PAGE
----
Group of striking nurses wearing blue shirts reading #RNPASTRONG and holding signs while walking across the street. Signs read "Santa Clara County Nurses for a Strong Contract", "Willing to strike for my patients", and "RNPA Protect us, Pay us, Respect us."
Santa Clara County nurses went on strike for three days earlier this month, and may do so again as contract negotiations with the county break down. Photo by B. Sakura Cannestra.

Thousands of nurses across Santa Clara County’s strained and overburdened public hospital system may go on strike again — just weeks after taking to the picket line.

Contract negotiations between county management and leaders with the Registered Nurses Professional Association have stalled, with a Thursday bargaining session lasting just 17 minutes. A looming $250 million budget deficit is driving a wedge between both sides on pay raises. The county is proposing 10.5% compounded increases over the next three years, while the nurses want 15% under the same terms. Nurses are also calling for safer staffing levels and oppose being floated between hospitals.

The failure of Thursday’s bargaining talks took the county’s 13% pay increase proposed by the mediator off the table.

“The county’s official position remains far worse than the mediator’s proposal that our members already rejected,” Susan York, president of the nurses union, told San José Spotlight.

The breakdown in negotiations follow a three-day nurses strike earlier this month — the first in the union’s 45-year history — which forced the county to spend more than $20 million on traveling nurses to keep hospitals operating.

Nurses say another walkout is on the table, while county officials say that could push health care funds deeper into the red and force them to make cuts — just months before the planned closure of East San Jose’s only trauma unit at Regional Medical Center. The closure is expected to cause a surge in mostly low-income patients to the county’s other, already full public hospitals.

“We’re facing significant pressures in the health system on many fronts. Regional will exacerbate that quite significantly, and we’re not seeing revenues keep pace. That’s a serious concern,” County Executive James Williams told San José Spotlight.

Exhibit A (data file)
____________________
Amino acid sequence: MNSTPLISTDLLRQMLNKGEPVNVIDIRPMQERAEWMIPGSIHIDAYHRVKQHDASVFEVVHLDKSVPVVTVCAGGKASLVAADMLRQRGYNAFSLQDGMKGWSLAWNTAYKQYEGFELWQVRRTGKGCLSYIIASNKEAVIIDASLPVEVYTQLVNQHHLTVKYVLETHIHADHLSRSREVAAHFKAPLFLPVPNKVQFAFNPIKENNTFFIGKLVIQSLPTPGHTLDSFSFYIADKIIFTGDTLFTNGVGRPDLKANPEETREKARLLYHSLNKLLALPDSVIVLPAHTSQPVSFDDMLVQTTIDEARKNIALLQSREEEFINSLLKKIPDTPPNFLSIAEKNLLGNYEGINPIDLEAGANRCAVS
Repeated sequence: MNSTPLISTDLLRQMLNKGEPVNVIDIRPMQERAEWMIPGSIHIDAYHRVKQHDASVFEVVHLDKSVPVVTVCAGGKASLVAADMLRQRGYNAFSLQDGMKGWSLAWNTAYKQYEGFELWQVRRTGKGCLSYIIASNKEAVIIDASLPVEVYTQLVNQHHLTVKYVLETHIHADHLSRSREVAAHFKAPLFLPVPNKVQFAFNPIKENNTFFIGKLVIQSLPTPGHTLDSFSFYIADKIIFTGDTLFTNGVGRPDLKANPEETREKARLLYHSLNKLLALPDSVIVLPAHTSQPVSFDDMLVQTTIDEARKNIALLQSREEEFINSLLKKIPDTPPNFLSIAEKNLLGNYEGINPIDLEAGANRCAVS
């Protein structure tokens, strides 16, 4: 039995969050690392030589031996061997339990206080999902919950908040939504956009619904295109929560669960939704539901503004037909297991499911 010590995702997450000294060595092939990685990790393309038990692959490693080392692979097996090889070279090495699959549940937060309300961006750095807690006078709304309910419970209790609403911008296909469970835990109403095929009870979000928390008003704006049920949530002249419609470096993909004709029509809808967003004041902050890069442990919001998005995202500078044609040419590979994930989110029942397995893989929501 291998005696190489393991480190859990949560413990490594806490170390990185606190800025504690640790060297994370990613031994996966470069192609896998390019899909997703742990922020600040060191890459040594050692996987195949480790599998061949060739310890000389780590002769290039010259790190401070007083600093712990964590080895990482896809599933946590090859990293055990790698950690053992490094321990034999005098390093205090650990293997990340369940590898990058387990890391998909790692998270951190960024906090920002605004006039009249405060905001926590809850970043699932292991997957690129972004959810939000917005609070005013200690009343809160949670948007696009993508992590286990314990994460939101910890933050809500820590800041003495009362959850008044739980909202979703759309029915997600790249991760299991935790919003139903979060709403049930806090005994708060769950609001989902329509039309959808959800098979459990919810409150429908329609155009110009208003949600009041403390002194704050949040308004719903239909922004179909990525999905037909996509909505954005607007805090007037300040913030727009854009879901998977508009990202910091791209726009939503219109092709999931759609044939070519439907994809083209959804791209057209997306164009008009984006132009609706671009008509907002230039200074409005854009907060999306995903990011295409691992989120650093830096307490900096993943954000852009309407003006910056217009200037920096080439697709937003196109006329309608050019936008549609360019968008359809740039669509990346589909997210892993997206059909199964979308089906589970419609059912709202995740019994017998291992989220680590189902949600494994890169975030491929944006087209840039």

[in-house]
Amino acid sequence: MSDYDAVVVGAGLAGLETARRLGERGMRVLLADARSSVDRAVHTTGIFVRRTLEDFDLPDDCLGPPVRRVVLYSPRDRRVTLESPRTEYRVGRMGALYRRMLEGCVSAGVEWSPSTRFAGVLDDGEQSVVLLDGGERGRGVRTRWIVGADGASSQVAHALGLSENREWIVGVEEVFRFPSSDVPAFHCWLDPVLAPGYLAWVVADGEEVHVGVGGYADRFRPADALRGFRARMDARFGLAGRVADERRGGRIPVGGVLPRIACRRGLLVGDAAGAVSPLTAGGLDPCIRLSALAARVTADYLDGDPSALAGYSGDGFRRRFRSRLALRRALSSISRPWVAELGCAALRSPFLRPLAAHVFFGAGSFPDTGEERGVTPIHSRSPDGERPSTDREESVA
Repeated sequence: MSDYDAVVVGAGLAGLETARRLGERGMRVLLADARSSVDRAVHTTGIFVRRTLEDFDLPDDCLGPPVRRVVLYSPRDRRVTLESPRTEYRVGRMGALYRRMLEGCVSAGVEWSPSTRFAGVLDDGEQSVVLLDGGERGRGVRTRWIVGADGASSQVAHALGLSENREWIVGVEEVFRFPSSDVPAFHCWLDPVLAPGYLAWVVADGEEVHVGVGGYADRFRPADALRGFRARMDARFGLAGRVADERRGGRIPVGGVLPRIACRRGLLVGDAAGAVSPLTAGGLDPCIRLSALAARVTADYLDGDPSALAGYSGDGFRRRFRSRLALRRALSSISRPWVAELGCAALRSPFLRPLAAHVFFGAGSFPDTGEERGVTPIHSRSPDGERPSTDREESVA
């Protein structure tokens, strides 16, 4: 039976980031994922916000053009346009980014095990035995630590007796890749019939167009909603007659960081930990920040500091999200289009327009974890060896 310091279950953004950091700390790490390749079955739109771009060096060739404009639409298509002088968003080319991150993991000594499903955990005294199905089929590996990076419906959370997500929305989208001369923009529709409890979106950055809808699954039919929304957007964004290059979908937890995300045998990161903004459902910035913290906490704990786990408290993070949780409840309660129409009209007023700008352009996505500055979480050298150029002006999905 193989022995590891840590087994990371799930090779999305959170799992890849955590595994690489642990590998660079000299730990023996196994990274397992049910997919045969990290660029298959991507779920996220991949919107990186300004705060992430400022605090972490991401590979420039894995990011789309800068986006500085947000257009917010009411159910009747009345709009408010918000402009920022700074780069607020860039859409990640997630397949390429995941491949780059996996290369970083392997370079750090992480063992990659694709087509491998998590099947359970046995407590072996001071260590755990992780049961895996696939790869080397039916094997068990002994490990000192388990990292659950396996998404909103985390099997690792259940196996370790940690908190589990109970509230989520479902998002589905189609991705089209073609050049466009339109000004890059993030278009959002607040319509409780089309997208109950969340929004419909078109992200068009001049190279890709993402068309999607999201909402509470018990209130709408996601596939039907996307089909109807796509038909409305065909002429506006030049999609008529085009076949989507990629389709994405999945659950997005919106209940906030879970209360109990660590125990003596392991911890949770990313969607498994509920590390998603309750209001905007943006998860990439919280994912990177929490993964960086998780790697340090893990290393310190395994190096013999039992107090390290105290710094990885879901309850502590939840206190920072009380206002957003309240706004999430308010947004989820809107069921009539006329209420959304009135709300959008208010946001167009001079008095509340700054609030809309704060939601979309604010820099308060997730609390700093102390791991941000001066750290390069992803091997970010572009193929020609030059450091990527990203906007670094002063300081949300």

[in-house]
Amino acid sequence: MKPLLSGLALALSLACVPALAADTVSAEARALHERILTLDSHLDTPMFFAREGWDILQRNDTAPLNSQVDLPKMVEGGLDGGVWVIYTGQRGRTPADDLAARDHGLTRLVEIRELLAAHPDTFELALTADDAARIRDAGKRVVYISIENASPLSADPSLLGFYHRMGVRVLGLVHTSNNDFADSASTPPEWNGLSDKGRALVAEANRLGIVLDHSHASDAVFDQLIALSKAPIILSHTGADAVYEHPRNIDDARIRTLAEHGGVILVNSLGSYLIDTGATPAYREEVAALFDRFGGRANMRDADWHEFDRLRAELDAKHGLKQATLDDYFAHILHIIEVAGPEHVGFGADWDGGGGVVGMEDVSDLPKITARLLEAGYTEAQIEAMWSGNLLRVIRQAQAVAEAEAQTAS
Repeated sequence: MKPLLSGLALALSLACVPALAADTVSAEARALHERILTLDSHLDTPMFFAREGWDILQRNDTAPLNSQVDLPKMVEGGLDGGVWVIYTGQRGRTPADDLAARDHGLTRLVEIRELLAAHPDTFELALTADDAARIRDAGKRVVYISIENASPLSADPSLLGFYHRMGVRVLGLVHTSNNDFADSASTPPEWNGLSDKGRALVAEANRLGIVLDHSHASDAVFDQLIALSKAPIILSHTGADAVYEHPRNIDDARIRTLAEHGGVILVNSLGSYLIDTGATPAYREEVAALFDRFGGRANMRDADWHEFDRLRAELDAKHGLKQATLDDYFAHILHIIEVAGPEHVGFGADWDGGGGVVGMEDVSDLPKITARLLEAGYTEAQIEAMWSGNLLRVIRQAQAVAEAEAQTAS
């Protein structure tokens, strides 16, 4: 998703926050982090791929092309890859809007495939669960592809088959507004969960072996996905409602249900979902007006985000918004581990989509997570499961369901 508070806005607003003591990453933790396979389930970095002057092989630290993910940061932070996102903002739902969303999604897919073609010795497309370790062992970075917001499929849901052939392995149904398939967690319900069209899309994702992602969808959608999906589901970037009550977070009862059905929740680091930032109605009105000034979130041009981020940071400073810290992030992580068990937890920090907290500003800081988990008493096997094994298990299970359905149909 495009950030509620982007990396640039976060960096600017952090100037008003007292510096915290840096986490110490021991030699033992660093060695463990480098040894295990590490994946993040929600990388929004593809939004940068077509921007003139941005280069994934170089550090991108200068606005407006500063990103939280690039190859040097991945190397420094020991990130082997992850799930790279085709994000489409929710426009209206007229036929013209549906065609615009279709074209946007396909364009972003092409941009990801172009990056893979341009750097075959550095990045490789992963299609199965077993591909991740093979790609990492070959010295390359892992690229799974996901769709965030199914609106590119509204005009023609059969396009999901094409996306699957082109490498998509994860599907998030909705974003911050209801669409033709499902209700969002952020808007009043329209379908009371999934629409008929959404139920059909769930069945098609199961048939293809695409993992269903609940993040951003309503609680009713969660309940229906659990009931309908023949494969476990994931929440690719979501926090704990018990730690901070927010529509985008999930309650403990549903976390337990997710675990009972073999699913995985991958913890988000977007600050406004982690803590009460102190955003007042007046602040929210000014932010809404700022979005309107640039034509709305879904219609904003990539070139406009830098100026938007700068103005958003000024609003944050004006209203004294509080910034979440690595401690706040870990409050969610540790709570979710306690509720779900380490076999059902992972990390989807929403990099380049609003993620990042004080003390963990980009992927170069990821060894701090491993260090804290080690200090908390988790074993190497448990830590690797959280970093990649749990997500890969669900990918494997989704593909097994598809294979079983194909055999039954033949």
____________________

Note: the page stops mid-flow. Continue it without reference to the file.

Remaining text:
The Santa Clara County Board of Supervisors will discuss the ramifications of losing services at Regional on Tuesday, in addition to approving pay for the traveling nurses hired during the strike.

Williams said while he hopes the nurses don’t strike again, in negotiations the county needs to look at what is sustainable.

“We have to ensure that we have a contract that’s fair to our nurses and maintains competitive wages and benefits, that’s also fair to the rest of our employees and ensures there is continued access to the services the public relies on for vital health and safety needs,” Williams said.

Another point of dispute between the union and county management is the county’s proposal to float nurses between different hospitals. The nurses say the hospitals’ different policies are too disjointed for that. Williams said it’s meant to respond to unpredictable patient volumes, and that a recent mediator proposal included a joint labor management committee focused on boosting integration across the health system.

Union leaders said the county overspent and overstaffed on temporary nurses during the strike, with travel nurses waiting around in conference rooms for assignments with two nurses to one patient, when they said staffing ratios are typically 5-to-1.

“Ironically, during the strike was the one time county leaders saw fit to provide safe staffing,” York told San José Spotlight. “As we return to the bargaining table, aiming to avoid another strike, we hope the county learns this valuable lesson. It is better, and less expensive, for everyone when they cooperate with nurses rather than disrespect us. “

Williams said the door is open.

“We’re available to meet any time (the union) would like,” Williams said. “There is not a currently scheduled next session, but we will always make ourselves available.”

Contact Brandon Pho at [email protected] or @brandonphooo on X, formerly known as Twitter. 

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